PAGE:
A longtime friendship led to a fundraiser this past Saturday for Waxahachie High School graduate Lexi Workman, who is battling cancer.
“Lexi and I have been friends for many years,” Megan Six said. “We met in journalism at Waxahachie High School and graduated together in 2017.”
Megan pitched the idea of turning a spikeball tournament that was being held at her mom Gina Six’ Waxahachie Gymnastics into a fundraiser for Workman.
“The best way we thought of to help her financially was by a fundraiser with a spikeball tournament,” the younger Six said.
The tournament was in addition to efforts being made to help Workman out with a GoFundMe page that, as of Aug. 6, has raised $12,167 of its $50,000 goal.
On her personal Facebook page, Workman expressed her appreciation, writing, “I am super thankful for this sweet family! I am so sad I didn’t have the strength to make it out to the gym today but I want to say thank you to the Six family and to everyone who came out to play or just made a donation.”
Megan Six shared how Workman was a standout player and highly recruited as a member of the Lady Indians soccer team.
“She loved her sport and loved journalism,” Six said. “That’s how we got to be good friends through high school.”
The now 21-year-old Workman first learned she had stage two lymphoma in her neck and chest in May, according to information shared on her GoFundMe page, which notes that doctors found that the cancer was spreading. As of July 18, Workman had completed two of six rounds of chemotherapy at Baylor Scott & White Medical Center – Waxahachie.
“I don’t think I’ll ever be able to say it enough, but thank you to everyone who has prayed for me, sent me a sweet gift, messaged me, or donated to my gofundme,” Workman wrote in a post on her Facebook page.
Spikeball, which combines volleyball and foursquare, started becoming popular in 2008, with the tournament games played in the “fast fours” style.
Spikeball equipment includes a small trampoline-like object with string netting and a small bouncing ball with a 12-inch circumference. At the start of a point, players initially line up directly across from one another, forming an even diamond around the net. In all versions, the game starts with a serve from one team to another, continues as long as the ball is being hit by players back to the net and ends when an infraction occurs between either the players or the ball.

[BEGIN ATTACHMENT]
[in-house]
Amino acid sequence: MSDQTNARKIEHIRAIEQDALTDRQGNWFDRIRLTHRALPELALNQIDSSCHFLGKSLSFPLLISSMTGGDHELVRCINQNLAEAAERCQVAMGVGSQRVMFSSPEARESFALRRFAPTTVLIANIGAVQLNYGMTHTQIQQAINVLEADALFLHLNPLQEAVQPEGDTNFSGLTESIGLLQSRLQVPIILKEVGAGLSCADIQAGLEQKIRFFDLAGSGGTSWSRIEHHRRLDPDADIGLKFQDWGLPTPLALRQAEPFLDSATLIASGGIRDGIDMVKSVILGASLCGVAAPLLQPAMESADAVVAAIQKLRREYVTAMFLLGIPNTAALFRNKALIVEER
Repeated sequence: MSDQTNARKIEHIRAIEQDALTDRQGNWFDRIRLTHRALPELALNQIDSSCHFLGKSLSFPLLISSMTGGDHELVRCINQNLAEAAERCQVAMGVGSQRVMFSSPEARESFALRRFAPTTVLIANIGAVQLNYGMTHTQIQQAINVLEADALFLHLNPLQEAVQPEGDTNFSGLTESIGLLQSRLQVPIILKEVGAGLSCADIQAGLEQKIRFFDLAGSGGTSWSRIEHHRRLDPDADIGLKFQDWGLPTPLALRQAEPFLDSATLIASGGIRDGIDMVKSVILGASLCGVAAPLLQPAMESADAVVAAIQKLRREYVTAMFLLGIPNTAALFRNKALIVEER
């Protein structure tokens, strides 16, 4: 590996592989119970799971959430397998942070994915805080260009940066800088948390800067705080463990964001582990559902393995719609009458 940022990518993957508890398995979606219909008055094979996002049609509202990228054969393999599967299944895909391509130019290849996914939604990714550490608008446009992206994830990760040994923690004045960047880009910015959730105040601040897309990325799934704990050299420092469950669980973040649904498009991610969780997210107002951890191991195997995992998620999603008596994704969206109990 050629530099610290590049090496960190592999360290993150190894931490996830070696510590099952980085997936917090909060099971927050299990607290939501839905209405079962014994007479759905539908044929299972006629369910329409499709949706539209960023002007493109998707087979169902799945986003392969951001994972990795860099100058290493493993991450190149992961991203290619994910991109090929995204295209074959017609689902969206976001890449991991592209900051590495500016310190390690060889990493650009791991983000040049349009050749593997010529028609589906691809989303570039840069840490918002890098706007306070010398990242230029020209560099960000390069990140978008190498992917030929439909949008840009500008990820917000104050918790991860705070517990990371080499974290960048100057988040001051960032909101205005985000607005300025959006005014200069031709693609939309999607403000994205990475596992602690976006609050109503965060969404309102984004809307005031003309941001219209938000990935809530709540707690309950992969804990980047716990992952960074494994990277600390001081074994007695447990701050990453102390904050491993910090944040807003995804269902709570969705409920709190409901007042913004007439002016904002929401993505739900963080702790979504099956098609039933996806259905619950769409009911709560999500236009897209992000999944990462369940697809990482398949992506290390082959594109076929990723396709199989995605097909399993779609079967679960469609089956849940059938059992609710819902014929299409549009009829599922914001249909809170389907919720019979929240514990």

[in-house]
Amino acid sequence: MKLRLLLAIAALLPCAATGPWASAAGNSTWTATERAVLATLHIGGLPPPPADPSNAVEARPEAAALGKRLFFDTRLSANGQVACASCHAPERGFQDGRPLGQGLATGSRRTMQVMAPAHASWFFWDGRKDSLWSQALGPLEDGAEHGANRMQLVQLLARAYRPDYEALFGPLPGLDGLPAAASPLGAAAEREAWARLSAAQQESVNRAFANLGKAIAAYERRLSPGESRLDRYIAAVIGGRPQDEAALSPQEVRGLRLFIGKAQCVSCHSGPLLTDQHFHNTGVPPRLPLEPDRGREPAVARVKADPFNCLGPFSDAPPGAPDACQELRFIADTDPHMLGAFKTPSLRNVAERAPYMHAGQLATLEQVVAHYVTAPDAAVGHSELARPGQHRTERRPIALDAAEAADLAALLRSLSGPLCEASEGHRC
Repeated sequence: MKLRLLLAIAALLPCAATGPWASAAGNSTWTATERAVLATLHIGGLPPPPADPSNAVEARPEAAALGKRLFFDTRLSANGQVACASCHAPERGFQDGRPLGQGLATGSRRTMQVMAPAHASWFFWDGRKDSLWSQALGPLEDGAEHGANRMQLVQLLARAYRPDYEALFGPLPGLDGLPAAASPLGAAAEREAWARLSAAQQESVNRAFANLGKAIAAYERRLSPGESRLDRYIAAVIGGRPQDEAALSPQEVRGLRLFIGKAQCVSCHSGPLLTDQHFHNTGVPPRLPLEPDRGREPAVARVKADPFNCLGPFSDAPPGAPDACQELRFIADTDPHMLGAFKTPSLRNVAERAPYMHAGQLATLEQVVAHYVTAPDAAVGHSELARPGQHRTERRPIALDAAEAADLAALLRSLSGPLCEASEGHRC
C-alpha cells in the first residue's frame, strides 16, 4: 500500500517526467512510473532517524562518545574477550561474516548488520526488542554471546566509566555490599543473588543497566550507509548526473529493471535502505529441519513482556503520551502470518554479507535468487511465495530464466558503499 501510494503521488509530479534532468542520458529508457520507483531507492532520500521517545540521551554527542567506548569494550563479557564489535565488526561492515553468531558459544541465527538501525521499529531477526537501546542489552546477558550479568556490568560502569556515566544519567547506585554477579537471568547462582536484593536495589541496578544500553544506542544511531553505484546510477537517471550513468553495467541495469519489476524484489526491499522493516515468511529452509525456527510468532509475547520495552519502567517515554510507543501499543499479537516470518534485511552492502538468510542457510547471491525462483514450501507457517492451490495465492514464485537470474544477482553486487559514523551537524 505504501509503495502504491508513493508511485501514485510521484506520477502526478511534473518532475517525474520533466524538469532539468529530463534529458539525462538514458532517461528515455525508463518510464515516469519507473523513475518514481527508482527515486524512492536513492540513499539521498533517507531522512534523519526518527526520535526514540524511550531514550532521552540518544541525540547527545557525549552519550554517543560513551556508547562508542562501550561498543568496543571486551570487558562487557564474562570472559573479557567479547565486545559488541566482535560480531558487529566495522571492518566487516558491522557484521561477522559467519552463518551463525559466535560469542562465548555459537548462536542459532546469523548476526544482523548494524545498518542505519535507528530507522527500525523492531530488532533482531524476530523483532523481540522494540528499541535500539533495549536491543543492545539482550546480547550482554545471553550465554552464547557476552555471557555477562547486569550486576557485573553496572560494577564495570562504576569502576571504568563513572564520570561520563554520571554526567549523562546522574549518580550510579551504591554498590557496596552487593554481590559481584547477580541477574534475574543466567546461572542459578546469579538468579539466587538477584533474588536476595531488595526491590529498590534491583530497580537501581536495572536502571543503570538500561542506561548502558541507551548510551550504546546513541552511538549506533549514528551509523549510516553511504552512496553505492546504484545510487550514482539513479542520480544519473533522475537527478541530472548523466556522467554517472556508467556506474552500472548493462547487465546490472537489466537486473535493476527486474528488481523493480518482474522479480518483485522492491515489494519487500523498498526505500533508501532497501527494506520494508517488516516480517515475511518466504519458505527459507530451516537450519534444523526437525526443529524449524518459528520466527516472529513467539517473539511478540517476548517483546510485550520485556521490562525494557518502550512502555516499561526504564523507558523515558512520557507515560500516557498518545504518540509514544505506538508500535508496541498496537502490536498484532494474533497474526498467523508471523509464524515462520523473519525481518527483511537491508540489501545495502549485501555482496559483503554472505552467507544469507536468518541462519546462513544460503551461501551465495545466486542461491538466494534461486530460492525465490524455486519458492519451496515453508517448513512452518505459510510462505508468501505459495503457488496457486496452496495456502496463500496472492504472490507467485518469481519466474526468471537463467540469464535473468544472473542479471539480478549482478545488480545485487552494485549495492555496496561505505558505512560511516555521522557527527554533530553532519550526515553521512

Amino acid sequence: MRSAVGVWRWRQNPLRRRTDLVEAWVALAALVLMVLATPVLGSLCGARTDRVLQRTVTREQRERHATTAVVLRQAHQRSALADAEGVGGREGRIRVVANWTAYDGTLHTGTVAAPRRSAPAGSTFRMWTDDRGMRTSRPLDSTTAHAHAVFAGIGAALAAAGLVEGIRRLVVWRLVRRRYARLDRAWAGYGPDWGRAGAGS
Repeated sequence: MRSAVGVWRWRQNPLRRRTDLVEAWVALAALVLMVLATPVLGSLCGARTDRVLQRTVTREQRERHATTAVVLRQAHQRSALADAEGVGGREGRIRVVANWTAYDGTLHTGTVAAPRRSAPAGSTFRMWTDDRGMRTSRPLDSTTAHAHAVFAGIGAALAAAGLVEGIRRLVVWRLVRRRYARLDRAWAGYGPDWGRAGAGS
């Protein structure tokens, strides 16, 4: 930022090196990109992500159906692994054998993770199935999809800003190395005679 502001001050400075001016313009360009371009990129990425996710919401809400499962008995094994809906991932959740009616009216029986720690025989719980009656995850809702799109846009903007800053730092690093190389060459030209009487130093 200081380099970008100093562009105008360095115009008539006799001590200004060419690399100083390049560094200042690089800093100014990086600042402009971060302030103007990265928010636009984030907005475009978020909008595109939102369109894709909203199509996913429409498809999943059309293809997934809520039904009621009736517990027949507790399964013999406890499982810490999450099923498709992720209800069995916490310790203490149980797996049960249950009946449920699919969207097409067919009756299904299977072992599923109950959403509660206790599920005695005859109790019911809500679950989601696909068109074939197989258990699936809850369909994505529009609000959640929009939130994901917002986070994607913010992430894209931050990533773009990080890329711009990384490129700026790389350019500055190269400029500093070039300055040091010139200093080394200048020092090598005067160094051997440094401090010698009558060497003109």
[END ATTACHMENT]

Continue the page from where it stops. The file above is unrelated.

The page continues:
Saturday’ s tournament saw six, two-person adult teams take on the competition.
“There were both men’s and women’s teams,” Gina Six said. “We had players from all over the area.”
Later in the afternoon, Gina Six and Joey Trevino took on another two-man team to try for a win.
“I started playing spikeball with friends two-years ago,” said Trevino, a 2018 WHS graduate who’s in the baseball program at McMurry State. “It is a very competitive game and very physical. It is a lot of fun.”
It won’t be the last spikeball tournament Waxahachie Gymnastics hosts.
“With this benefit, we are hoping to raise $500 from the tournament and donations,” Megan Six said. “Our plans are to hold another tournament in the future.”
People or teams interested in playing in the next tournament are asked to contact Waxahachie Gymnastics via its Facebook page or call 214-463-8050.
To donate to the GoFundMe page set up for Workman, visit https://www.gofundme.com/f/lexi-workman.
Editor's note: Updated to correct several quotes and to include an up-to-date total on the GoFundMe account.